In some cases, we need to randomly generate the value of each element in the NDArray. This is especially common when we intend to use the array as a parameter in a neural network. The following creates an NDArray with a shape of (3,4). Each of its elements is randomly sampled in a normal distribution with zero mean and unit variance.

In [10]:
nd.random.normal(0, 1, shape=(3, 4))
Out[10]:

[[ 2.2122064   0.7740038   1.0434405   1.1839255 ]
 [ 1.8917114  -1.2347414  -1.771029   -0.45138445]
 [ 0.57938355 -1.856082   -1.9768796  -0.20801921]]
<NDArray 3x4 @cpu(0)>

Operations

Oftentimes, we want to apply functions to arrays. Some of the simplest and most useful functions are the element-wise functions. These operate by performing a single scalar operation on the corresponding elements of two arrays. We can create an element-wise function from any function that maps from the scalars to the scalars. In math notations we would denote such a function as \(f: \mathbb{R} \rightarrow \mathbb{R}\). Given any two vectors \(\mathbf{u}\) and \(\mathbf{v}\) of the same shape, and the function f, we can produce a vector \(\mathbf{c} = F(\mathbf{u},\mathbf{v})\) by setting \(c_i \gets f(u_i, v_i)\) for all \(i\). Here, we produced the vector-valued \(F: \mathbb{R}^d \rightarrow \mathbb{R}^d\) by lifting the scalar function to an element-wise vector operation. In MXNet, the common standard arithmetic operators (+,-,/,*,**) have all been lifted to element-wise operations for identically-shaped tensors of arbitrary shape. We can call element-wise operations on any two tensors of the same shape, including matrices.

In [11]:
x = nd.array([1, 2, 4, 8])
y = nd.ones_like(x) * 2
print('x =', x)
print('x + y', x + x)
print('x - y', x - x)
print('x * y', x * x)
print('x / y', x / x)
x =
[1. 2. 4. 8.]
<NDArray 4 @cpu(0)>
x + y
[ 2.  4.  8. 16.]
<NDArray 4 @cpu(0)>
x - y
[0. 0. 0. 0.]
<NDArray 4 @cpu(0)>
x * y
[ 1.  4. 16. 64.]
<NDArray 4 @cpu(0)>
x / y
[1. 1. 1. 1.]
<NDArray 4 @cpu(0)>

Many more operations can be applied element-wise, such as exponentiation:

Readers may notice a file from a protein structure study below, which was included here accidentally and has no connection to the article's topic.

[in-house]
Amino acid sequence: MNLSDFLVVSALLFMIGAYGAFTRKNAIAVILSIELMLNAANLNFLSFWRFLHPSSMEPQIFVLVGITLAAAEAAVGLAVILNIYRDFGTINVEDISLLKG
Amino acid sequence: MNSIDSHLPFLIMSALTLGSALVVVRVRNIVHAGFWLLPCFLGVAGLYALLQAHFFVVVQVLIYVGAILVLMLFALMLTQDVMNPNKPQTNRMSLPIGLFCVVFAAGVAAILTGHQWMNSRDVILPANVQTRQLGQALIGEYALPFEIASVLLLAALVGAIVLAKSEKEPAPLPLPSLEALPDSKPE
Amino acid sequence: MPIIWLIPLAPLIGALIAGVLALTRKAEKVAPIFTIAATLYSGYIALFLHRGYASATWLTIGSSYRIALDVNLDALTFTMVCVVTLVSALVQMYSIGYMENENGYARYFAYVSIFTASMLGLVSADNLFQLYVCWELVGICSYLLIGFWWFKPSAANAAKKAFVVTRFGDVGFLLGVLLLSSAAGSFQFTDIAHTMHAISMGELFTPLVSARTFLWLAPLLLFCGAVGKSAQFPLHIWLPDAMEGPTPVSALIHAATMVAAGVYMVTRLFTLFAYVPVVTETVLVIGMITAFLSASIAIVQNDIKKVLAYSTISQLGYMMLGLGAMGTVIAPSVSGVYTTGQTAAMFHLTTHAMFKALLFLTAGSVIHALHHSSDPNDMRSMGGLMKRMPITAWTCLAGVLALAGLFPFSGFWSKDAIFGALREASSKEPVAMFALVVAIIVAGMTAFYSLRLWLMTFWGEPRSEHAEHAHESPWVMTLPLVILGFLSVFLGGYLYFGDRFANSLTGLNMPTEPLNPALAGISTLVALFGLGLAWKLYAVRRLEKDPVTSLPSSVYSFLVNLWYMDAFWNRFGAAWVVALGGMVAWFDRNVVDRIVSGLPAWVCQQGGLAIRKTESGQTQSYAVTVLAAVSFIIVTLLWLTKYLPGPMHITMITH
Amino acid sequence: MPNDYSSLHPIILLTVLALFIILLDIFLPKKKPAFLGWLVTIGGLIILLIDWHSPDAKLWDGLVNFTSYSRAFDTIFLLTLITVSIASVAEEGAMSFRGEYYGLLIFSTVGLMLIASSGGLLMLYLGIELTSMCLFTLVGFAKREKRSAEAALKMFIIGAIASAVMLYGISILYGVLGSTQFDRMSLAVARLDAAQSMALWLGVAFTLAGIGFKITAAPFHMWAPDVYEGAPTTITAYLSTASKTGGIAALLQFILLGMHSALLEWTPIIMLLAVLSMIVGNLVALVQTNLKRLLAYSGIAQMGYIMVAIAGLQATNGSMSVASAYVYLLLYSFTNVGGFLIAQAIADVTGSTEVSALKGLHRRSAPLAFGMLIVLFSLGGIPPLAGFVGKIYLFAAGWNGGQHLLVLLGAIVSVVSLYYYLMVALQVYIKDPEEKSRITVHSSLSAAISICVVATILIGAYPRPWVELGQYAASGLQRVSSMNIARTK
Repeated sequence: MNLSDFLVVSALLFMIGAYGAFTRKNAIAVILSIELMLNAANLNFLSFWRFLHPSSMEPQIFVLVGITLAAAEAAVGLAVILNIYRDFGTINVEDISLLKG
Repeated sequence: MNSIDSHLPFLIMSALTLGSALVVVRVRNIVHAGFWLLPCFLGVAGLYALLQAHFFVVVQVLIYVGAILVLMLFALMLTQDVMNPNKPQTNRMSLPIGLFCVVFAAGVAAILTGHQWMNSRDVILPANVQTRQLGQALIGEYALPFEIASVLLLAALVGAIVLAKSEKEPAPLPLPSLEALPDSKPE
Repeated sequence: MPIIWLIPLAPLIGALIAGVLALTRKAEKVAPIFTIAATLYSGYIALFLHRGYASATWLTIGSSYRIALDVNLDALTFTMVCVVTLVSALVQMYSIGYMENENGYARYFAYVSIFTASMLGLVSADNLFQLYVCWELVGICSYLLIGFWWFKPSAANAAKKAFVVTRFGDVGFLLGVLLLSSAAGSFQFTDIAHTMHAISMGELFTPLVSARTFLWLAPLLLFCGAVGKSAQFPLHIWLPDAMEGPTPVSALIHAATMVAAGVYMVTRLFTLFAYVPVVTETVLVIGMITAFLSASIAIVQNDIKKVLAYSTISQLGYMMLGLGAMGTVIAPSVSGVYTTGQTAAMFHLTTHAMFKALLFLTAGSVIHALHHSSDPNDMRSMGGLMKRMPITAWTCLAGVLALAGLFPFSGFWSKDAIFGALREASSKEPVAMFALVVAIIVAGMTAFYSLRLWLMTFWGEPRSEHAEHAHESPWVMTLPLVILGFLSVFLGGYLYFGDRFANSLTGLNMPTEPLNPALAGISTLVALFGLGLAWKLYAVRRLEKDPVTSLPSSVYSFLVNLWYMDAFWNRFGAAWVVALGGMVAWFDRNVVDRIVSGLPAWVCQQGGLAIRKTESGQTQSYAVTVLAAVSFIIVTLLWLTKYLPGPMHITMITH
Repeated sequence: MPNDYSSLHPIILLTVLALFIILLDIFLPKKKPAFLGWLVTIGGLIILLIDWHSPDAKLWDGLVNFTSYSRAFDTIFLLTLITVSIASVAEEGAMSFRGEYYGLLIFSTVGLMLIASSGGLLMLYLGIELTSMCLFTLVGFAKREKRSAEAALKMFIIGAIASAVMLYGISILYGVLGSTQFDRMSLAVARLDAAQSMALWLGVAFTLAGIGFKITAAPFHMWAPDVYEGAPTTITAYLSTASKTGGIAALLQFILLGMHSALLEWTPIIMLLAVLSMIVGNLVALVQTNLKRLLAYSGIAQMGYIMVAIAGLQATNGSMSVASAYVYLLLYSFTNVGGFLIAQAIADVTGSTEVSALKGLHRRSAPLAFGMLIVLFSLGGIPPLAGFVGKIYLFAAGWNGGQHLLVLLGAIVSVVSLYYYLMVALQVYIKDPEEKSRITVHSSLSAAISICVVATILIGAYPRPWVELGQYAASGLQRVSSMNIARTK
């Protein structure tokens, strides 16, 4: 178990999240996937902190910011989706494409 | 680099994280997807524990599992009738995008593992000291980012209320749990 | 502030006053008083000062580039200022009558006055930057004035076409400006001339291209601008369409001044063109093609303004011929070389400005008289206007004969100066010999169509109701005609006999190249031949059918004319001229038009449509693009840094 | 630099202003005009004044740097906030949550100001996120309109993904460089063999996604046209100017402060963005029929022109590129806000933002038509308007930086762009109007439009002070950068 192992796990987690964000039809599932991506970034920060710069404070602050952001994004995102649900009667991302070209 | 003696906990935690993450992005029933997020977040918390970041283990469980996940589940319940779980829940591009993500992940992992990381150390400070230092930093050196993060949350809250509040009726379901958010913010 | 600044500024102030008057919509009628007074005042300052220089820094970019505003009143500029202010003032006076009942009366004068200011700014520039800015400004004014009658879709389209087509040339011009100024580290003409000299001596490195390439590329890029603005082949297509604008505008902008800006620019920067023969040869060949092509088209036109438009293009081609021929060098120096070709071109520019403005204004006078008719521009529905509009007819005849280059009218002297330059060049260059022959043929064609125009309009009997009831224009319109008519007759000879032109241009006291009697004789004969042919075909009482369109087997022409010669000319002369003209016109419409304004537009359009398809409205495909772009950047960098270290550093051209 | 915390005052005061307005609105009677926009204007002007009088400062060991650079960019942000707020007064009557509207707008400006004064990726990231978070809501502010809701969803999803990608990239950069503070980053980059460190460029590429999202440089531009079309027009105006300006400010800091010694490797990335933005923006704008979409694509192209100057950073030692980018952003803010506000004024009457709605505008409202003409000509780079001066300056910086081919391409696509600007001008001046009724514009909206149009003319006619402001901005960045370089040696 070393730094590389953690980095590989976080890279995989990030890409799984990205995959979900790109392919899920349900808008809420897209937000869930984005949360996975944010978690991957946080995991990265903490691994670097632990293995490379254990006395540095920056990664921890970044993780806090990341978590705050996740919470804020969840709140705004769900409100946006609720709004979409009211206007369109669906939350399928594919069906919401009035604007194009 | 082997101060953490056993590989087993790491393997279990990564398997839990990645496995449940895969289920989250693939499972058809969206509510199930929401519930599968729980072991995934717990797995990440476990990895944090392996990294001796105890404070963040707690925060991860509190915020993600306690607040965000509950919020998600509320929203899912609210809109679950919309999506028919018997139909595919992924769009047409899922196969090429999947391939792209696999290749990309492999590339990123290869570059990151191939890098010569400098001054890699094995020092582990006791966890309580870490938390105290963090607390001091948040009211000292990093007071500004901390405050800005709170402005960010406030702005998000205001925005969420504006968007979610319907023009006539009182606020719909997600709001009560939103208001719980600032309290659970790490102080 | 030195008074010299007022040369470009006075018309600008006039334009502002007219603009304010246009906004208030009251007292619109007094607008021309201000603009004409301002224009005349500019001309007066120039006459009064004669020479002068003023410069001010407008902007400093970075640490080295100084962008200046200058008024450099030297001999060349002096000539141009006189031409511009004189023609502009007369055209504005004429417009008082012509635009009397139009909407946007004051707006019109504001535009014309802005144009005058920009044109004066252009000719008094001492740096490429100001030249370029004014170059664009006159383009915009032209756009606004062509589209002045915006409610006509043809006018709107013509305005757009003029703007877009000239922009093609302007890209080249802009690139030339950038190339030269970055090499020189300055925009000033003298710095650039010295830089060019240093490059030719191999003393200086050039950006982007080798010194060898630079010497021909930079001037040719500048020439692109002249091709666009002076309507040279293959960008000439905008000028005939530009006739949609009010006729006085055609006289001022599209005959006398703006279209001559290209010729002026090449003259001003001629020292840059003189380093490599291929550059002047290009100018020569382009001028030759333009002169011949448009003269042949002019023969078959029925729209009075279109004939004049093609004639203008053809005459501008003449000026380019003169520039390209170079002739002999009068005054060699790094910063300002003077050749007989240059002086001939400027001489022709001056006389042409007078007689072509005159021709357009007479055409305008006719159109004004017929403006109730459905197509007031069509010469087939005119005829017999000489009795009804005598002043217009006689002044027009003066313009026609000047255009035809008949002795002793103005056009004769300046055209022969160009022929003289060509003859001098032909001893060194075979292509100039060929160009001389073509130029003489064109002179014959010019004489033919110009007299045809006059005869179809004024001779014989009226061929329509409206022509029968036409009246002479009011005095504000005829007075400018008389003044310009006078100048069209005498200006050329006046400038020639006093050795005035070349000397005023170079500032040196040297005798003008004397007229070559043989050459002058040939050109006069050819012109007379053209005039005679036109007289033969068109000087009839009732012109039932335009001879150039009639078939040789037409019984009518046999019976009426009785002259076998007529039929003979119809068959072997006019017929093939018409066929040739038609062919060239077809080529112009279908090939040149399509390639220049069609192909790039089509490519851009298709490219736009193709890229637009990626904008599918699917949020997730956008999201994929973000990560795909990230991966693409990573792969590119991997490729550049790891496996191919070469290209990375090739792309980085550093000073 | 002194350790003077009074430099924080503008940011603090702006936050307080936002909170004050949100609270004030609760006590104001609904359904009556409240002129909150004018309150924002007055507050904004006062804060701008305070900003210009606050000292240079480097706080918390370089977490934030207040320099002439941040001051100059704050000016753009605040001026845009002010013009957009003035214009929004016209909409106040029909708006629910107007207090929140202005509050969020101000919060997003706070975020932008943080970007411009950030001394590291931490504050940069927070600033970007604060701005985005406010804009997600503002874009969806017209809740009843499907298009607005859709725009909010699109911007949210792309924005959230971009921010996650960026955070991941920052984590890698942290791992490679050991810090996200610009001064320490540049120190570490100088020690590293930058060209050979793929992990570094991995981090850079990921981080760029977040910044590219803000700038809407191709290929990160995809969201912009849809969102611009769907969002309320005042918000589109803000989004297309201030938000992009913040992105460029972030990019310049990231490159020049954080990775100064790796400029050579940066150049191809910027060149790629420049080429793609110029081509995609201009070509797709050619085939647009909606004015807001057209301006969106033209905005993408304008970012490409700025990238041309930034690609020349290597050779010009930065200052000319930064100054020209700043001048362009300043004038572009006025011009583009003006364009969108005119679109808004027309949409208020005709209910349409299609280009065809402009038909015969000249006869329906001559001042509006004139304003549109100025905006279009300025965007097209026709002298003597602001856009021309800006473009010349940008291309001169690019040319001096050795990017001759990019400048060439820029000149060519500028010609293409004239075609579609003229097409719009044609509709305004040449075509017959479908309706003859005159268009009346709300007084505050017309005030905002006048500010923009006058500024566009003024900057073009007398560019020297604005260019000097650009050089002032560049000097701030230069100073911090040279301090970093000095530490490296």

In [12]:
x.exp()
Out[12]:

[2.7182817e+00 7.3890562e+00 5.4598148e+01 2.9809580e+03]
<NDArray 4 @cpu(0)>

In addition to computations by element, we can also use the dot function for matrix operations. Next, we will perform matrix multiplication to transpose x and y. We define x as a matrix of 3 rows and 4 columns, and y is transposed into a matrix of 4 rows and 3 columns. The two matrices are multiplied to obtain a matrix of 3 rows and 3 columns (if you’re confused about what this means, don’t worry - we will explain matrix operations in much more detail in the chapter on linear algebra).

In [13]:
x = nd.arange(12).reshape((3,4))
y = nd.array([[2, 1, 4, 3], [1, 2, 3, 4], [4, 3, 2, 1]])
nd.dot(x, y.T)
Out[13]:

[[ 18.  20.  10.]
 [ 58.  60.  50.]
 [ 98. 100.  90.]]
<NDArray 3x3 @cpu(0)>

We can also merge multiple NDArrays. For that we need to tell the system along with dimension to merge. The example below merges two matrices along dimension 0 (along rows) and dimension 1 (along columns) respectively.

In [14]:
nd.concat(x, y, dim=0)
nd.concat(x, y, dim=1)
Out[14]:

[[ 0.  1.  2.  3.  2.  1.  4.  3.]
 [ 4.  5.  6.  7.  1.  2.  3.  4.]
 [ 8.  9. 10. 11.  4.  3.  2.  1.]]
<NDArray 3x8 @cpu(0)>

Just like in Numpy, we can construct binary NDarrays by a logical statement. Take x == y as an example. If x and y are equal for some entry, the new NDArray has a value of 1 at the same position; otherwise, it is 0.

In [15]:
x == y
Out[15]:

[[0. 1. 0. 1.]
 [0. 0. 0. 0.]
 [0. 0. 0. 0.]]
<NDArray 3x4 @cpu(0)>

Summing all the elements in the NDArray yields an NDArray with only one element.

In [16]:
x.sum()
Out[16]:

[66.]
<NDArray 1 @cpu(0)>

We can transform the result into a scalar in Python using the asscalar function. In the following example, the \(\ell_2\) norm of x yields a single element NDArray. The final result is transformed into a scalar.

In [17]:
x.norm().asscalar()
Out[17]:
22.494444

For stylistic convenience, we can write y.exp(), x.sum(), x.norm(), etc. also as nd.exp(y), nd.sum(x), nd.norm(x).

Broadcast Mechanism

In the above section, we saw how to perform operations on two NDArrays of the same shape. When their shapes differ, a broadcasting mechanism may be triggered analogous to NumPy: first, copy the elements appropriately so that the two NDArrays have the same shape, and then carry out operations by element.

In [18]:
a = nd.arange(3).reshape((3, 1))
b = nd.arange(2).reshape((1, 2))
a, b
Out[18]:
(
 [[0.]
  [1.]
  [2.]]
 <NDArray 3x1 @cpu(0)>,
 [[0. 1.]]
 <NDArray 1x2 @cpu(0)>)